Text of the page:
In some parts of China it is considered bad luck, and bad table manners, to flip over a whole fish to get to the other side
Have you ever ordered whole fish at a Chinese restaurant? This is the traditional Chinese way of serving fish, with head, bone, tail and all. Nothing unusual there, but if you want to eat your fish like a Chinese person, or if you are dining in China or with a Chinese family, you may want to be aware of a Chinese table manners rule that we Americans might find quite arbitrary or strange. In America, we might eat one side of the fish then flip it over to get to the other side. In China, to flip over a whole fish is considered bad luck!
Why this prohibition on fish-flipping? Well, in reality, this particular rule of etiquette is mostly observed in coastal areas, where fishing is the main occupation and economy. To turn over a fish is considered similar to turning over a fishing boat. A very bad thing indeed which could bring misfortune or disaster to one’s family.
So, instead of flipping over the fish, it is better to eat the flesh from one side, then carefully remove the backbone and set it aside so you can get to the flesh underneath. Alternatively, you can just remove the backbone in advance to make the whole process easier. It is just as likely, that a large whole fish will be shared by the entire family, and each person will help themselves to portions of it. The host will remove the backbone according to their own preference or custom. 1 2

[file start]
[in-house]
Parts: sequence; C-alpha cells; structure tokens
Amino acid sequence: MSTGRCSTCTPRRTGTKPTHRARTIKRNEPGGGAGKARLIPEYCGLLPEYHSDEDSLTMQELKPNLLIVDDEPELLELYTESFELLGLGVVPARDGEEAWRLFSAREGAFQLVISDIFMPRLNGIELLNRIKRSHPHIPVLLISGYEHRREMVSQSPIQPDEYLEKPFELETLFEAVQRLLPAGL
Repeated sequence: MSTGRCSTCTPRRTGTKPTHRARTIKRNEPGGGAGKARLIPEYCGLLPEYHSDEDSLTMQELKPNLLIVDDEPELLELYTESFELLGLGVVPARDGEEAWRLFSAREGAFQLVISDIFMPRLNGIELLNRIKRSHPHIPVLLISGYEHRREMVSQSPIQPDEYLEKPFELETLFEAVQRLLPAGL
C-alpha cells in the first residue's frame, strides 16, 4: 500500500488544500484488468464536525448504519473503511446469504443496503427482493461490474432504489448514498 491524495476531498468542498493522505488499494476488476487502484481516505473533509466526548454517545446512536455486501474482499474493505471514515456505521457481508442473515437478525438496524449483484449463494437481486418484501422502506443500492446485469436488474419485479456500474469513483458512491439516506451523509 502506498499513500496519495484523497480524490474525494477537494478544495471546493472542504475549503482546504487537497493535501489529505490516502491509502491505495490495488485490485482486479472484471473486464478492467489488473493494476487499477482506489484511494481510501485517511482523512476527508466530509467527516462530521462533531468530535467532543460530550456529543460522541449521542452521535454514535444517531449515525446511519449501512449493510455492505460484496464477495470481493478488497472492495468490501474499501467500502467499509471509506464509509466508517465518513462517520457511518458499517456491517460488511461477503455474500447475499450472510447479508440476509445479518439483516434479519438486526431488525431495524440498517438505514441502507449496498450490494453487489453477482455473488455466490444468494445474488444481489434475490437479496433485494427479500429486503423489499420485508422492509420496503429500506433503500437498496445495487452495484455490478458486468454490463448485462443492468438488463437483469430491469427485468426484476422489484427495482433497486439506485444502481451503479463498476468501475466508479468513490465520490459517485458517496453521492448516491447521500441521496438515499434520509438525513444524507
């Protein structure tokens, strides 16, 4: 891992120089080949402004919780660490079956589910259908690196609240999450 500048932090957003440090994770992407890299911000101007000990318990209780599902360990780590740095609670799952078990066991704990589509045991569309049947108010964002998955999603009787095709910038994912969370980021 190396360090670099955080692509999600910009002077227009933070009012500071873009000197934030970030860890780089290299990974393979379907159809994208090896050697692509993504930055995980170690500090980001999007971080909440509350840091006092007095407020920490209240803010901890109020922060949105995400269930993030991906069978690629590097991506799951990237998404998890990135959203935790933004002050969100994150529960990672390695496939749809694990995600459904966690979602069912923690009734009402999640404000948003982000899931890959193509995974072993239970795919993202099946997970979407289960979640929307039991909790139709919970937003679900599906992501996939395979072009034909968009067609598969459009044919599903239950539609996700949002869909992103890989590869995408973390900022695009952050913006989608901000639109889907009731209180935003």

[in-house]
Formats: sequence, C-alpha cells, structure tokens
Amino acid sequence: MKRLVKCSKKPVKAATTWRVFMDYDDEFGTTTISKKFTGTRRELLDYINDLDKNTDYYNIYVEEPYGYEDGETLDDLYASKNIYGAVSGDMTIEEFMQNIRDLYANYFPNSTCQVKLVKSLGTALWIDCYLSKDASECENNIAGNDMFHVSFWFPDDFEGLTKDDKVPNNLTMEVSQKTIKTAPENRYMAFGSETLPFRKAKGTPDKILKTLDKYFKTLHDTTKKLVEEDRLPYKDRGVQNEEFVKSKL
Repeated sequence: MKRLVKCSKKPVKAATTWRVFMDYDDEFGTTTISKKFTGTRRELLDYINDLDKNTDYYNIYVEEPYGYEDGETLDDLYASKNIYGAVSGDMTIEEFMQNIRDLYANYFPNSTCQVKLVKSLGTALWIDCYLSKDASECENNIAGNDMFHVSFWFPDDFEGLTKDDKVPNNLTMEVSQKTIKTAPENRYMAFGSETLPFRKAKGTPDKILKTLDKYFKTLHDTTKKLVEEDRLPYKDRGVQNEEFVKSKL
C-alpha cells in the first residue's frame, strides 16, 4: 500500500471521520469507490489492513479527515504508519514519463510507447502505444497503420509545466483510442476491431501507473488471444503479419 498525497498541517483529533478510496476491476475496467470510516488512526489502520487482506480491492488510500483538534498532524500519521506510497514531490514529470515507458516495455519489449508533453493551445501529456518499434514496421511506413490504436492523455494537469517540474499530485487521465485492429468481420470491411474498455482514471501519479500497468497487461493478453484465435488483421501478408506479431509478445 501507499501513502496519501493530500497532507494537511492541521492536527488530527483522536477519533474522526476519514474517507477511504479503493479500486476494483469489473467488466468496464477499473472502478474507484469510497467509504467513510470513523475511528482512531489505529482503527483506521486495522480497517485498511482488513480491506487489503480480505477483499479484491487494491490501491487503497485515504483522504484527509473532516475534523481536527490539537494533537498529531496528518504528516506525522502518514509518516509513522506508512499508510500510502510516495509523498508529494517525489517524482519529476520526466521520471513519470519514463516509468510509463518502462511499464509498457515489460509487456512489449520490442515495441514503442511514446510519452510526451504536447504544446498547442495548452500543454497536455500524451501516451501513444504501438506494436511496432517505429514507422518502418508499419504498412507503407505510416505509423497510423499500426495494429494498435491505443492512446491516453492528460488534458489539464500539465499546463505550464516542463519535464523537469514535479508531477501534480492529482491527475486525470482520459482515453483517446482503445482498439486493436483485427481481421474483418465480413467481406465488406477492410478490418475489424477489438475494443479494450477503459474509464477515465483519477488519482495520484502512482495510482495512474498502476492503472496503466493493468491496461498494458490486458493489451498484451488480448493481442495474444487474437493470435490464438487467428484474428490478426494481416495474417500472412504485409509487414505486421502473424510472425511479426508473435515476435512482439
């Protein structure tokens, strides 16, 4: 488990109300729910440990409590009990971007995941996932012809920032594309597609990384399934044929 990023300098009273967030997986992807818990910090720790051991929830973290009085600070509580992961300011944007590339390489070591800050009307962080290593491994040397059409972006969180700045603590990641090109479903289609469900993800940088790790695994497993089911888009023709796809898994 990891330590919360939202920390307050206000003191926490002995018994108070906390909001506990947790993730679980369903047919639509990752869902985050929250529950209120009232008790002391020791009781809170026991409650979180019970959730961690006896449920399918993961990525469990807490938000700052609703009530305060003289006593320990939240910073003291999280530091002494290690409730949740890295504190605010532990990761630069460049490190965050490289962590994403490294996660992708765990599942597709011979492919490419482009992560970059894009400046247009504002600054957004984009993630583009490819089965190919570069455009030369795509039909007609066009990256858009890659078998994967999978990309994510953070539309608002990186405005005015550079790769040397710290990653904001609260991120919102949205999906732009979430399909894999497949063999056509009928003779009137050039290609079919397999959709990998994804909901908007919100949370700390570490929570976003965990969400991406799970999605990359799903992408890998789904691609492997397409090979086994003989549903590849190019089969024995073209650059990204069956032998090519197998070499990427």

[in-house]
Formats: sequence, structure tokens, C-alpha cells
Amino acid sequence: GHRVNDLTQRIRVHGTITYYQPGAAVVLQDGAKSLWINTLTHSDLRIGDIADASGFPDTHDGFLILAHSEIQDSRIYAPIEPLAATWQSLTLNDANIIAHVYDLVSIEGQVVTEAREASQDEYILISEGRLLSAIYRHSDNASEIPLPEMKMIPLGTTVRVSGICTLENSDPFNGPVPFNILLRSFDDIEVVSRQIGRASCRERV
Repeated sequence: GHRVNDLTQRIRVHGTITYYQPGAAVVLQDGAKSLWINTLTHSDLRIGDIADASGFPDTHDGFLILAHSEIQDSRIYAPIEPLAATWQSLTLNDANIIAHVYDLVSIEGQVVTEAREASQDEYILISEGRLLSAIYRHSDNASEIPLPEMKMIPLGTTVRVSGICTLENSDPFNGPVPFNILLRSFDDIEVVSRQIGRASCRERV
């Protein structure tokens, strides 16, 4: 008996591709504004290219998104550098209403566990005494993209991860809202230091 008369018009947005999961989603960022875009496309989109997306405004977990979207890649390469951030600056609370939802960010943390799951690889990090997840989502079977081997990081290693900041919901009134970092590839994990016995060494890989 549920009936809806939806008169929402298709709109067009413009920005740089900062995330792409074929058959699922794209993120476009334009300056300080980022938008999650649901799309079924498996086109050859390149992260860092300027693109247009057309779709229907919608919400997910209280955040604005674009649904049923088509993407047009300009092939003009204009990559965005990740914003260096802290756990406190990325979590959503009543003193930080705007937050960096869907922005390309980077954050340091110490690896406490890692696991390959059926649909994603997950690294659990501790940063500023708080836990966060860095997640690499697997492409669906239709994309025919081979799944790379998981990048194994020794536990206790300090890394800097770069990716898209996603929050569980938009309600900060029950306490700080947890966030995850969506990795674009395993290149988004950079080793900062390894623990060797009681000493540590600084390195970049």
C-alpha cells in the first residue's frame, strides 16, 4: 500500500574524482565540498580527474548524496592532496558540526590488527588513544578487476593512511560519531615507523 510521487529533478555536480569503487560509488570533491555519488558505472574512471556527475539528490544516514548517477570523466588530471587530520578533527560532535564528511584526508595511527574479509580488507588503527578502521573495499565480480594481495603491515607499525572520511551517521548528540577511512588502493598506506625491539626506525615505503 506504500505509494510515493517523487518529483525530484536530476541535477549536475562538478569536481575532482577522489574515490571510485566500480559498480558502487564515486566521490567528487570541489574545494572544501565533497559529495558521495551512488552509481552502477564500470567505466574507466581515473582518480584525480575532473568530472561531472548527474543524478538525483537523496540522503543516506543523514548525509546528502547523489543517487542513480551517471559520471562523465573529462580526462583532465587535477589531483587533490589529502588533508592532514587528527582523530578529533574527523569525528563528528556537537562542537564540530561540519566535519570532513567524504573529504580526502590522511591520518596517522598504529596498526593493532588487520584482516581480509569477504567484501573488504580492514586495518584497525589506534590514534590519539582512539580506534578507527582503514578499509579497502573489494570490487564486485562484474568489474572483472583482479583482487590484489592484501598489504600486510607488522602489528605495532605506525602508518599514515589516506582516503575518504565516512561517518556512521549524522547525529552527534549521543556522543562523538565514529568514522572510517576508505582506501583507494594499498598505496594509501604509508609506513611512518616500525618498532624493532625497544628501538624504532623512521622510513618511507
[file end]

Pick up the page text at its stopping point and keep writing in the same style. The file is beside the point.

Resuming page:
This is Actually a Practical Way of Eating Whole Fish
While this habit may be based on superstition, it’s also quite practical. This really is the best way of eating a whole fish as trying to turn over a fish on your plate will probably just make a mess and break it up. Experienced diners will eat one side and remove the backbone to get to the other side, just like in this Chinese etiquette rule.
Whole Fish In Chinese Culture
A whole fish is an important part of the Chinese New Year, where it is considered good luck (that is, it will bring luck in the coming year). 3 When the Chinese say nian nian you yu or “may you have a surplus ever year” is a New Year’s greeting and also a pun, as the word yú (surplus) sounds like the word for fish. 4
- Dunlop, Fuchsia. Every Grain of Rice: Simple Chinese Home Cooking. W.W. Norton, 2013.
- Foster, Dean. The Global Etiquette Guide to Asia: Everything You Need to Know for Business and Travel Success. John Wiley, 2000.
- Veneracion, Connie. “The Chinese Believe That Serving Whole Fish Will Bring Luck.” CASA Veneracion, 22 Feb. 2018, casaveneracion.com/chinese-believe-serving-whole-fish-will-bring-luck/.
- LENNON, KATHRYN GWUN-YEEN. “Nian Nian You Yu.” Kathryn Gwun-Yeen Lennon, 1 Feb. 2014, https://kathryngylennon.wordpress.com/2014/01/31/%E5%B9%B4%E5%B9%B4%E6%9C%89%E9%AD%9A-nian-nian-you-yu/.